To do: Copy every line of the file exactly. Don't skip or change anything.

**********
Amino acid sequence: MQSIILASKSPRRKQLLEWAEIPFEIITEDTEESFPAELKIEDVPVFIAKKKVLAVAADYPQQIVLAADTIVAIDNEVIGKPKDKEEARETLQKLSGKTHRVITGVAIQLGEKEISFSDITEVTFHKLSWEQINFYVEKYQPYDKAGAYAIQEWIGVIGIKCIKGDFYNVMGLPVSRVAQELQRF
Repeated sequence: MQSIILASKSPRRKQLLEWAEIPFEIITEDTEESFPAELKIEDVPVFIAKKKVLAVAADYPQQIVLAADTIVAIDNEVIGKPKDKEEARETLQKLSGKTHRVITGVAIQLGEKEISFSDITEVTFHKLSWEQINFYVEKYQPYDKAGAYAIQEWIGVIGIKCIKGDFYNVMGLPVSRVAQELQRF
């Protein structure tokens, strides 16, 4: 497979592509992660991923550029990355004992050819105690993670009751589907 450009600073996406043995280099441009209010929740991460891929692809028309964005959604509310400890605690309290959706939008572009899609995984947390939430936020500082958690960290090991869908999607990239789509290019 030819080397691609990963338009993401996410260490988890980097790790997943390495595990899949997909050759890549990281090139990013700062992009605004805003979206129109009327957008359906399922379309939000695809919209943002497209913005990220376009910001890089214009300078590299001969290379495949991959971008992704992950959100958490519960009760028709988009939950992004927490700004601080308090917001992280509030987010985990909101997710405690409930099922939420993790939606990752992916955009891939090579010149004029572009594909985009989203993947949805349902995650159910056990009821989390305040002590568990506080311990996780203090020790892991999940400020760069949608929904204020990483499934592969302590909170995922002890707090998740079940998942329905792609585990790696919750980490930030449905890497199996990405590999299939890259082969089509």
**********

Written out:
Amino acid sequence: MQSIILASKSPRRKQLLEWAEIPFEIITEDTEESFPAELKIEDVPVFIAKKKVLAVAADYPQQIVLAADTIVAIDNEVIGKPKDKEEARETLQKLSGKTHRVITGVAIQLGEKEISFSDITEVTFHKLSWEQINFYVEKYQPYDKAGAYAIQEWIGVIGIKCIKGDFYNVMGLPVSRVAQELQRF
Repeated sequence: MQSIILASKSPRRKQLLEWAEIPFEIITEDTEESFPAELKIEDVPVFIAKKKVLAVAADYPQQIVLAADTIVAIDNEVIGKPKDKEEARETLQKLSGKTHRVITGVAIQLGEKEISFSDITEVTFHKLSWEQINFYVEKYQPYDKAGAYAIQEWIGVIGIKCIKGDFYNVMGLPVSRVAQELQRF
């Protein structure tokens, strides 16, 4: 497979592509992660991923550029990355004992050819105690993670009751589907 450009600073996406043995280099441009209010929740991460891929692809028309964005959604509310400890605690309290959706939008572009899609995984947390939430936020500082958690960290090991869908999607990239789509290019 030819080397691609990963338009993401996410260490988890980097790790997943390495595990899949997909050759890549990281090139990013700062992009605004805003979206129109009327957008359906399922379309939000695809919209943002497209913005990220376009910001890089214009300078590299001969290379495949991959971008992704992950959100958490519960009760028709988009939950992004927490700004601080308090917001992280509030987010985990909101997710405690409930099922939420993790939606990752992916955009891939090579010149004029572009594909985009989203993947949805349902995650159910056990009821989390305040002590568990506080311990996780203090020790892991999940400020760069949608929904204020990483499934592969302590909170995922002890707090998740079940998942329905792609585990790696919750980490930030449905890497199996990405590999299939890259082969089509």